it makes no sense at all, but when in france, we usually make a wiener schnitzel. why, you (rightly) ask, in france? it’s simple: our local butcher in the village where we live (he’s a good butcher, i shall mention. the butcher-madame wears her full set of jewelry, from pearls to diamonds and gold rings, to work. which doesn’t necessarily help the point, hu? but still, believe me, it’s just a fantastic butcher, that will disassemble and chop up the cow right in front of your eyes, to sell you exactly the piece of the cow for the exact steak you were looking for). and yes, the butcher sells really good veal cutlets to us. because he likes us (well, probably, he won’t only sell good veal just to us… but, you see, we like to believe that he does). anyway, so we’ve got this really good veal cutlets – in france – so here goes our wiener schnitzel (or ‘viennese style veal cutlets’, if you prefer).
wiener schnitzel – viennese style veal cutlets
4 veal cutlets of about 200g each (if you are lucky to get big ones, otherwise just opt for some more smaller ones)
1 cup dried breadcrumbs, very fine
1 cup all-purpose flour
300g (or more…) butter
1dl (or more…) sunflower or peanut oil
salt and pepper
lemon slices, freshly cut
potatoe salad as a side dish
if you are lucky (like we are when in france) to get really good, really tender and nonetheless very big veal cutlets, then you won’t have to tenderize (implying: brutally beat up) the cutlets… no, no such thing. you will just have to prepare three deep plates for the ‘panade’ (i believe it’s called ‘breading’?); i.e. one with flour, one with the eggs, stirred well with a fork and seasoned with a little salt and pepper, and the third one with the breadcrumbs.
(excursus on the breadcrumbs: we used old baguette that we lay out to dry properly a few days ahead, and then simply crush it by hand. but of course, you can also use a conventional breadcrumbs-version, i.e. from a boulanger or a supermarket. it’s up to you, and we don’t care. but the schnitzels would probably prefer a home-made version. i’m just saying…)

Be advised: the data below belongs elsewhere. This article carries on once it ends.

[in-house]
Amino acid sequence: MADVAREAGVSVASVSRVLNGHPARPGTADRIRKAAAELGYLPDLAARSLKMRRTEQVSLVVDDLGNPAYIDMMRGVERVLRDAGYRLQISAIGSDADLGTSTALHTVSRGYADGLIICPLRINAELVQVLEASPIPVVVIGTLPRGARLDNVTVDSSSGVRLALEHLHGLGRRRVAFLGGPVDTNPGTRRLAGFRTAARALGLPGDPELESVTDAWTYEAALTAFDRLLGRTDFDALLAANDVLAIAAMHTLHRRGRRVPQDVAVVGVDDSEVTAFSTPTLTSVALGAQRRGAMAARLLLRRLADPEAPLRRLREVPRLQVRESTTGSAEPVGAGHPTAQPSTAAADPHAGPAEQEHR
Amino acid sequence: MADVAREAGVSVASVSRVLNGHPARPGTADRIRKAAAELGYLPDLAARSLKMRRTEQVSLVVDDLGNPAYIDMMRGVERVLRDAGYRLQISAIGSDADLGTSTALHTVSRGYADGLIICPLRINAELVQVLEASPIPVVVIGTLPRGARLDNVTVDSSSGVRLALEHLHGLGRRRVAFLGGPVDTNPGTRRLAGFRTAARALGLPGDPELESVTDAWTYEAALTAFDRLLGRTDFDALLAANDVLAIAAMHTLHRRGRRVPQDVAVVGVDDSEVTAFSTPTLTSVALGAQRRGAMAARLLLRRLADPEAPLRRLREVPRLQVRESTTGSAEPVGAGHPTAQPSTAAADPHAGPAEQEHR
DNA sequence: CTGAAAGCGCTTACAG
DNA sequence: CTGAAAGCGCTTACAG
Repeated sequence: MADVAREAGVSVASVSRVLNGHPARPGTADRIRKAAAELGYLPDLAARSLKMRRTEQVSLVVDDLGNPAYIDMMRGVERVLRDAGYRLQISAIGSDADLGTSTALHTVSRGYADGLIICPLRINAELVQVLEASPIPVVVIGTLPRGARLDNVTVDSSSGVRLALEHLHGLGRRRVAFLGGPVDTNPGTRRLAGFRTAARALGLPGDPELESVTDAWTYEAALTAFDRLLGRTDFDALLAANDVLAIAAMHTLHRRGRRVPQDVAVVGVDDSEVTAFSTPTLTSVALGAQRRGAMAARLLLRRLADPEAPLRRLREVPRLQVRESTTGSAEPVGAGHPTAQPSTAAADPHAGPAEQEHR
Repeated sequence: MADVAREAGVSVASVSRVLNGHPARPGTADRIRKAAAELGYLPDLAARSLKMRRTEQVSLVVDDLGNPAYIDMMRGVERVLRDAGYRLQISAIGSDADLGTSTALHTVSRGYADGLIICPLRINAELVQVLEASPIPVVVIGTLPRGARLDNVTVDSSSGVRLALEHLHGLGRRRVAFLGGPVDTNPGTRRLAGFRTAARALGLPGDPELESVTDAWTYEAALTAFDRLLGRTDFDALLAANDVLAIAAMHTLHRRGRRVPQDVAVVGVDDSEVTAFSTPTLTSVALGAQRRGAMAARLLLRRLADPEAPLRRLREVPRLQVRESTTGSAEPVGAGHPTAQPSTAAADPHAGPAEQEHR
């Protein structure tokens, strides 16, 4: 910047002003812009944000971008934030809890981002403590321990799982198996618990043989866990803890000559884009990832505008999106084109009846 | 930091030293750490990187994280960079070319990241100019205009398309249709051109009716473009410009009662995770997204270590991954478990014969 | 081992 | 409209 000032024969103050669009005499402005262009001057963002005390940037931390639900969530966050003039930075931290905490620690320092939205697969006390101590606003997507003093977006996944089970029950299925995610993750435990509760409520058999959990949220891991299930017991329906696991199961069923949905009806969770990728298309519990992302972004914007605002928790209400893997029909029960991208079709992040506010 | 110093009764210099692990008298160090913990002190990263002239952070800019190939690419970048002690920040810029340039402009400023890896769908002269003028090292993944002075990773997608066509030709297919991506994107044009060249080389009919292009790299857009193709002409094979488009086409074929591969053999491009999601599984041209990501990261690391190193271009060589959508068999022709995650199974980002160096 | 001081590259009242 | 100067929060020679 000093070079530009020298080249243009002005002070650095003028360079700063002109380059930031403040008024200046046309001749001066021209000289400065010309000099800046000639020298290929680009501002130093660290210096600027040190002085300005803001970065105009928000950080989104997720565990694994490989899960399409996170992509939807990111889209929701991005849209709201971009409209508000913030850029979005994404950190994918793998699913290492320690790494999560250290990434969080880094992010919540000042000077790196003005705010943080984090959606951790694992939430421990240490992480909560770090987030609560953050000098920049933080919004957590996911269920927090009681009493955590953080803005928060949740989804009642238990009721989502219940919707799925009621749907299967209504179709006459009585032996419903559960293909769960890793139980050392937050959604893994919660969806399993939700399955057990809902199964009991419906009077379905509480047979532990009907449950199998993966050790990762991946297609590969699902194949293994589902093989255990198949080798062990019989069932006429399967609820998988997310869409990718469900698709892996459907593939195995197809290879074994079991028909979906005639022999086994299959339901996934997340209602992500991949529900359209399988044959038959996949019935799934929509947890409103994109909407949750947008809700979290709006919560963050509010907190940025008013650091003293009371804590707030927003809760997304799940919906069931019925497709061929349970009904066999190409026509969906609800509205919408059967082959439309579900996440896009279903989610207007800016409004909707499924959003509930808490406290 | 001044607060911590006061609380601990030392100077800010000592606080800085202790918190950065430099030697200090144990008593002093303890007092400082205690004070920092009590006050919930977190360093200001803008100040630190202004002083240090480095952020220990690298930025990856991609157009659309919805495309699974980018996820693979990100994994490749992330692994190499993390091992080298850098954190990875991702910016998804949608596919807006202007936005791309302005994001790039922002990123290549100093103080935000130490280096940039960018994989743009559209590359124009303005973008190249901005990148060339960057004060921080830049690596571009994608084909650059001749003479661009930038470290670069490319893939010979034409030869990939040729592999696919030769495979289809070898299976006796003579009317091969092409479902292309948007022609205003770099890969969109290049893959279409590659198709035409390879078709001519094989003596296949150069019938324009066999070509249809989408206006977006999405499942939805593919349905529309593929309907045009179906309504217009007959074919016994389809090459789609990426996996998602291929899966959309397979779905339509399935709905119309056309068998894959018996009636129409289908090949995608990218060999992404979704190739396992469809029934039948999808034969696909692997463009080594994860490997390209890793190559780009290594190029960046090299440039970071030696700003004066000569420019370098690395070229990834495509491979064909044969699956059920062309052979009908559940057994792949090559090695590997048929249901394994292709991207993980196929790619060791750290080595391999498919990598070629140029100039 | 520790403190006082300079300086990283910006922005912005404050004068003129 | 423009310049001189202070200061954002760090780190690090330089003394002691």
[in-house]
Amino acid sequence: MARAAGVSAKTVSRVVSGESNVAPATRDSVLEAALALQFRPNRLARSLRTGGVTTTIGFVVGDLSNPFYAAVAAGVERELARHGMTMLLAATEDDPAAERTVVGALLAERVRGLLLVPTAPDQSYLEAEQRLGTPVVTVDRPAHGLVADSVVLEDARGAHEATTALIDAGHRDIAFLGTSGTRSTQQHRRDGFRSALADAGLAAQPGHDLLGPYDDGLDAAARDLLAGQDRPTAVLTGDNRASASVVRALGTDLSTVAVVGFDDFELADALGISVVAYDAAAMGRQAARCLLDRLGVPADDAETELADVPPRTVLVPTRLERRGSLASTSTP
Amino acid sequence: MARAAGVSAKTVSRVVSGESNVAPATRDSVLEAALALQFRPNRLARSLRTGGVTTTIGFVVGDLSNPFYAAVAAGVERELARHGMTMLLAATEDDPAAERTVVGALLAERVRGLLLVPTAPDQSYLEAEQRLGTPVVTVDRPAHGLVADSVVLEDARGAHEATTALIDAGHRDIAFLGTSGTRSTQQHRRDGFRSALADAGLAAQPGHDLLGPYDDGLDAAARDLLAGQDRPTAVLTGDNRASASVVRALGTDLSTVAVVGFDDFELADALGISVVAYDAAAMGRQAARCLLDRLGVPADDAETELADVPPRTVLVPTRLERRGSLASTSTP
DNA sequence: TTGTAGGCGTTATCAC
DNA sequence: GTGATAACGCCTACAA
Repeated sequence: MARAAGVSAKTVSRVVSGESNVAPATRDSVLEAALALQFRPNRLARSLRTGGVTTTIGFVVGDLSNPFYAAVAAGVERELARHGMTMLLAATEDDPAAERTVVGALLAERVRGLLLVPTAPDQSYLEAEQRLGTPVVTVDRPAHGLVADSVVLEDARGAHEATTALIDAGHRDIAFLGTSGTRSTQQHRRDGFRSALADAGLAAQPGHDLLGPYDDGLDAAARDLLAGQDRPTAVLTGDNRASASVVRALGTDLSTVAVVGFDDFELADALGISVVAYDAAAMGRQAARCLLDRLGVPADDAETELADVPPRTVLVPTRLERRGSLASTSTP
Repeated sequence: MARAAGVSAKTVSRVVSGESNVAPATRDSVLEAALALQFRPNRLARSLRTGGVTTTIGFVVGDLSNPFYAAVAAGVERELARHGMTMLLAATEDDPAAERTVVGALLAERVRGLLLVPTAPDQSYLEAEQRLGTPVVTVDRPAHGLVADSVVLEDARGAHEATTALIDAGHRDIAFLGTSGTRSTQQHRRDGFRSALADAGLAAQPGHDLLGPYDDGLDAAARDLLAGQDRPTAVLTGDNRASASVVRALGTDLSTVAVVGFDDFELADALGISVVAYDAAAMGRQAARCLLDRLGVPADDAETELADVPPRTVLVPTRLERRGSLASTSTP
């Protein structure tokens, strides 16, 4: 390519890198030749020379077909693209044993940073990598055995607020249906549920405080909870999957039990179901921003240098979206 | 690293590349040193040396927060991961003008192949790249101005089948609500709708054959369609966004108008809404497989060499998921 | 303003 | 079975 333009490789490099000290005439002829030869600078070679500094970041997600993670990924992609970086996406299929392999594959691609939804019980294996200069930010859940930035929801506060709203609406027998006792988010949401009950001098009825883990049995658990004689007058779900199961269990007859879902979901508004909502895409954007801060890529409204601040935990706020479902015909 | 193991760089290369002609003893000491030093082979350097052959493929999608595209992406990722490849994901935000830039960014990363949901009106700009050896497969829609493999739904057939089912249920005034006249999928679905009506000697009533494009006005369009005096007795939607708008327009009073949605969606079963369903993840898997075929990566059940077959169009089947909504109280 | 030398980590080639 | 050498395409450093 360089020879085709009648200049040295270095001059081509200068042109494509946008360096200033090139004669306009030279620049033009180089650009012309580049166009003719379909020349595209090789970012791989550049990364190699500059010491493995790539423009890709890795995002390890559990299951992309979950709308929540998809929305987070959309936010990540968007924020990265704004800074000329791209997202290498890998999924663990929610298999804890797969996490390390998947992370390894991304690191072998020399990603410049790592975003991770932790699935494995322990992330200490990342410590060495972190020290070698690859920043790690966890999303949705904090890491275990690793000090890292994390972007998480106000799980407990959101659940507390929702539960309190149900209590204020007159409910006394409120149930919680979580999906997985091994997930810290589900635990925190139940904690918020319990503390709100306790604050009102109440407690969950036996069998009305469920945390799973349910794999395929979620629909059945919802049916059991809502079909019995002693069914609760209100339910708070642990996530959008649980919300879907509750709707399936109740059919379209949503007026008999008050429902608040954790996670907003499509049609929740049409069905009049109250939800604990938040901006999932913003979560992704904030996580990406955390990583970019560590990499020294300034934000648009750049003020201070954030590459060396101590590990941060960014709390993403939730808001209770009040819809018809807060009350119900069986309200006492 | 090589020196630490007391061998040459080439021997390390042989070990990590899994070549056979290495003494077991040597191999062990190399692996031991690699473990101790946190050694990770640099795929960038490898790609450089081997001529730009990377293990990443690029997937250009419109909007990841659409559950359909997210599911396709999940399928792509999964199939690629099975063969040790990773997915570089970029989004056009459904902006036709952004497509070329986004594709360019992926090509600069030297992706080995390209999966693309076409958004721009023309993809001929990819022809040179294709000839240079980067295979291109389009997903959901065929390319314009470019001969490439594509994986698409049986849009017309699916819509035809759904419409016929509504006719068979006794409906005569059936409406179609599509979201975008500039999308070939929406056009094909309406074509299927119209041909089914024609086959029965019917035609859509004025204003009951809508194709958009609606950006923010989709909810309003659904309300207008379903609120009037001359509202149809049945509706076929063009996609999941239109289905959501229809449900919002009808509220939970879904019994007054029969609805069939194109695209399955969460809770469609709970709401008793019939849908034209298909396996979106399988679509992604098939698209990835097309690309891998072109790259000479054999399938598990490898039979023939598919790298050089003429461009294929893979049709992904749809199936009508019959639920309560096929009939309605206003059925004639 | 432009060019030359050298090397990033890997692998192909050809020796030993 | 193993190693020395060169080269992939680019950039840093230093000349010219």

then you’re ready for ‘brading’: lightly cover the schnitzels with flour from all sides, then dip into the egg mix and finally coat in bread crumbs. easy! meanwhile, heat a large pan with (a lot of!) butter and oil (i’m sorry, but it is absolutely essential that you are not counting calories right here. otherwise forget about the wiener schnitzel, alltogether). make sure the fat is really hot, too. then fry the schnitzels on both sides until golden brown and crispy / fluffy. frying time should not be more than about 4 minutes on each side, i guess. make sure to ‘shake’ the pan regularly, so that the fat covers the schnitzel from all sides. a good schnitzel also develops sort of blisters on top (i wouln’d know how else to express it?). blisters. and then it’s a relly good schnitzel, yes. remove the schnitzels and put on kitchen towels (to absorb the excess fat, which nobody needs, really).
serve the wiener schnitzel on a warmed plate, preferably with a slice of lemon, some fried parsley and potatoes or potatoe salad (as we had it). and be delighted by the french-austrian reunion.vive la france!